Mallya extradition decision to be made in December

Vijay Mallya, the fugitive former head of India’s United Spirits, will have to wait until 10 December to hear whether he will be extradited to India to face charges of money laundering and fraud totalling £1.15 billion in the wake of the collapse of his Kingfisher Airlines in 2012. He has consistently denied any wrongdoing.

After hearing closing arguments England’s senior magistrate, Emma Arbuthnot, indicated that her ruling would be delivered more than a year after formal proceedings began on 4 December 2017. Meanwhile, Mallya will remain on bail, living at his mansion in Hertfordshire.

As he entered the court Mallya told reporters that his primary objective was to ensure that “everybody gets paid off”.

He also claimed that he had met the Indian finance minister, Arun Jaitley, just before he fled to the UK in March 2016, “and repeated my offer to settle.” In India, Jaitley denied such a meeting had taken place and that the statement is “factually false”.

Mallya later claimed that his offer was made to Jaitley during a fleeting meeting in the corridor within the Parliament of India.

Earlier Mallya had told reporters: “As far as I’m concerned, I’ve made a comprehensive settlement offer before the Karnataka High Court. I hope the honourable judges will consider it favourably.”

Asked if he could afford to make such an offer, he replied: “Obviously. That is why a settlement offer has been made.”

As part of the proceedings Lady Arbuthnot, viewed a video of conditions inside Barrack 12 at Mumbai’s Arthur Road jail where India plans to hold Mallya while awaiting trial. His lawyers had previously alleged that conditions there were not up to international standards and that medical facilities were insufficient.

His barrister, Clare Montgomery QC, said the video presented a false picture. She alleged that a “hasty clean up job” had been done to the cell. “This is a case for a prison visit,” she said.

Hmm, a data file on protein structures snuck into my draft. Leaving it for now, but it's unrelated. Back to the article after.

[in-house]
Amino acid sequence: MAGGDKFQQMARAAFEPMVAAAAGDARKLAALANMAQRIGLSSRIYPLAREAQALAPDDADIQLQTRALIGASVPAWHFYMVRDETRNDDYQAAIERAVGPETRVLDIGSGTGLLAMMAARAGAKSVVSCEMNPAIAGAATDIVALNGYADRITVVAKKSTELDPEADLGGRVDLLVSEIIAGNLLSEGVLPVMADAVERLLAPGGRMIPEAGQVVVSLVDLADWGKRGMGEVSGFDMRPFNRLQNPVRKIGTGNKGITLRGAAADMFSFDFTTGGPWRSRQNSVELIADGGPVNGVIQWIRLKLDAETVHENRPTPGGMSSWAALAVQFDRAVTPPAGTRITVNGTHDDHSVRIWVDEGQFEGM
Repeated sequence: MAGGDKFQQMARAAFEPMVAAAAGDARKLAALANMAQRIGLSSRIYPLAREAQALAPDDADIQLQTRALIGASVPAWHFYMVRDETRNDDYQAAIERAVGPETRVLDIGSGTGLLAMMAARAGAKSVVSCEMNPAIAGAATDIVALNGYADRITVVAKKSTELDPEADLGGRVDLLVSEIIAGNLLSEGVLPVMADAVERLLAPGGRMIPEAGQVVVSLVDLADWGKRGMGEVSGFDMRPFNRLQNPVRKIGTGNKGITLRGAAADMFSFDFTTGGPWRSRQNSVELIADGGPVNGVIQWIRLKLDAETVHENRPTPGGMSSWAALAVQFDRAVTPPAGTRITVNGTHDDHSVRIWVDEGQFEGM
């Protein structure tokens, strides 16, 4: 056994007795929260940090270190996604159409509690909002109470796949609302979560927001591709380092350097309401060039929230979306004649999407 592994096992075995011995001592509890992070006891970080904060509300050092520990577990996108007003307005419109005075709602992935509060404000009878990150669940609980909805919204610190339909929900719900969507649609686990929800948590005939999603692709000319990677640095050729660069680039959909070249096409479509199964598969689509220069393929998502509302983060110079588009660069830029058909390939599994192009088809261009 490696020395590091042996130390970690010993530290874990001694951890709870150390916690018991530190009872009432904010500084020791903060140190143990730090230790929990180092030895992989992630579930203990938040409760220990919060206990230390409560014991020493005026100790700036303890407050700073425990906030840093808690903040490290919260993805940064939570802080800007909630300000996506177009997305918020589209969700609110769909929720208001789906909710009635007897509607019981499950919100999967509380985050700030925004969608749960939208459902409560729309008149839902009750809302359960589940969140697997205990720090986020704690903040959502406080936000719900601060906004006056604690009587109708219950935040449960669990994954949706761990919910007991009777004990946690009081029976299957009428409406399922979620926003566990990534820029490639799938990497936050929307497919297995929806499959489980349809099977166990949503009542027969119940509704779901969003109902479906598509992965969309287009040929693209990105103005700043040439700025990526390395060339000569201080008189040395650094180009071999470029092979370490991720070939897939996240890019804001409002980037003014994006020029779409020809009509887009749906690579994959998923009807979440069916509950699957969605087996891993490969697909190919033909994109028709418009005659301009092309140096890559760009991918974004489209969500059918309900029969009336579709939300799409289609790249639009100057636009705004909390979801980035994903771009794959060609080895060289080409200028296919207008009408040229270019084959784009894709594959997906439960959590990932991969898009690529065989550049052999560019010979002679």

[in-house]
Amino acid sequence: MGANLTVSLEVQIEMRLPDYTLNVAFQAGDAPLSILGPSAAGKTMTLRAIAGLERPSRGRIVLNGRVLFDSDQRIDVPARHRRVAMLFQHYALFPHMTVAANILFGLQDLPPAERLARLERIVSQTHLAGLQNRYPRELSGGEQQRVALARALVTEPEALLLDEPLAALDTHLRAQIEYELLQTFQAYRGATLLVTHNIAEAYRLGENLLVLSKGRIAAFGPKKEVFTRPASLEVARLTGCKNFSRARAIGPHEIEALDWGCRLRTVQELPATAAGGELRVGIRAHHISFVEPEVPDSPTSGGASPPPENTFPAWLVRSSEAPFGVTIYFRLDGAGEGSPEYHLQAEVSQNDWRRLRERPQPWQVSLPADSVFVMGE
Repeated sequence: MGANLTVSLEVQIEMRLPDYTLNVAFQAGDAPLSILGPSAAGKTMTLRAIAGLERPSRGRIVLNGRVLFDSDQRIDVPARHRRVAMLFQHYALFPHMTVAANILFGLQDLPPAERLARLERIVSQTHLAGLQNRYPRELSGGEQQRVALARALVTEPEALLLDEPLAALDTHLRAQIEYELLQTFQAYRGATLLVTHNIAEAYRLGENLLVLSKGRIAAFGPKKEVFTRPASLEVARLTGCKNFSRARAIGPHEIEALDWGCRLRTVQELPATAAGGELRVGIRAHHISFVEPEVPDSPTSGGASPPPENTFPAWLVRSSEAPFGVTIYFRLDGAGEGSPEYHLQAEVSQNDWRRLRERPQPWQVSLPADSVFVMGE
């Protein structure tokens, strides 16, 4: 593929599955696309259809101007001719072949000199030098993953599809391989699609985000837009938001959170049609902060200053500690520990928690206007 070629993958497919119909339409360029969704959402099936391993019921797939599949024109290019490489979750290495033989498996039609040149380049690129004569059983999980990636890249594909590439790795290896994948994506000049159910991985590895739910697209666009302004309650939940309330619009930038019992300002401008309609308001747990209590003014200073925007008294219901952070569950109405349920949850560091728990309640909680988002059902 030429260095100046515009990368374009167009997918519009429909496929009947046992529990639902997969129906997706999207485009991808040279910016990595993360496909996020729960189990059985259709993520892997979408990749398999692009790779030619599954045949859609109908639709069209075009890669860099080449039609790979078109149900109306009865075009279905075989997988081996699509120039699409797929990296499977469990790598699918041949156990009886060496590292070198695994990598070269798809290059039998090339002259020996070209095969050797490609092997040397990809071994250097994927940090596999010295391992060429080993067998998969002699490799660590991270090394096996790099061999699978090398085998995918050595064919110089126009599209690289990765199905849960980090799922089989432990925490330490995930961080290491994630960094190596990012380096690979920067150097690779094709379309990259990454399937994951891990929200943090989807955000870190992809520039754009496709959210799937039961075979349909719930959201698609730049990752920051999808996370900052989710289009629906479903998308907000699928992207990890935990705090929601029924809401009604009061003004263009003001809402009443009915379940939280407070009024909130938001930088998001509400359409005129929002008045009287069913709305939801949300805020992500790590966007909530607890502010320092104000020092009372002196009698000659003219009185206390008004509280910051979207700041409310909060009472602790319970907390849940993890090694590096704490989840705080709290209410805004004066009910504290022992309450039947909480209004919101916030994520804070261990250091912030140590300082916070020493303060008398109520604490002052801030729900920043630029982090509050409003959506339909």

Mark Summer QC, acting for the Indian government, said it was not their case that Mallya had taken out the loans intending that the airline should fail, but his intention was if it did, he would not have to repay them.

He said the buoyant message Kingfisher had given the bank about its future when it took out the loan was not even vaguely consistent with a much more downbeat internal assessment.

Ms Montgomery challenged the extradition request on each of the four grounds listed: that false information was provided to obtain the loan; that there was false information on the value of securities offered to obtain the loan; that the loan was used in ways contrary to the terms of the loan; and that the loan had been taken out with the expectation it would not be repaid.

“Far from being taken out with a view to default, it was ‘perfectly obvious’ the loan was taken out with view of successful running of the airline,” she said.

“The idea that this was a carefully thought out dishonest strategy promoted by him [Mallya] in the knowledge that KFA was bound to fail is just nonsense”

“This is a financial disaster for him as much as the banks.”

“It’s a pretty bizarre case the government of India is advancing. Can a jury safely exclude this was an ordinary commercial loan that fails for ordinary commercial reasons?”

Ms Montgomery challenged the Indian government’s allegation that there was a “stark disjoint” between what Mallya and some colleagues and the bank knew about Kingfisher’s finances.

The suggestion the there was “secret pocket of knowledge” within Kingfisher that was not disclosed to IDBI [formerly Industrial Development Bank of India] is “utterly unfounded”, she said.

She concluded that the Indian government had failed to make a prima facie case of dishonesty against Mallya and that the extradition request should be rejected.

Lady Arbuthnot’s expected ruling on 10 December is unlikely to be an end of the matter. Whichever side loses is almost certain to appeal.

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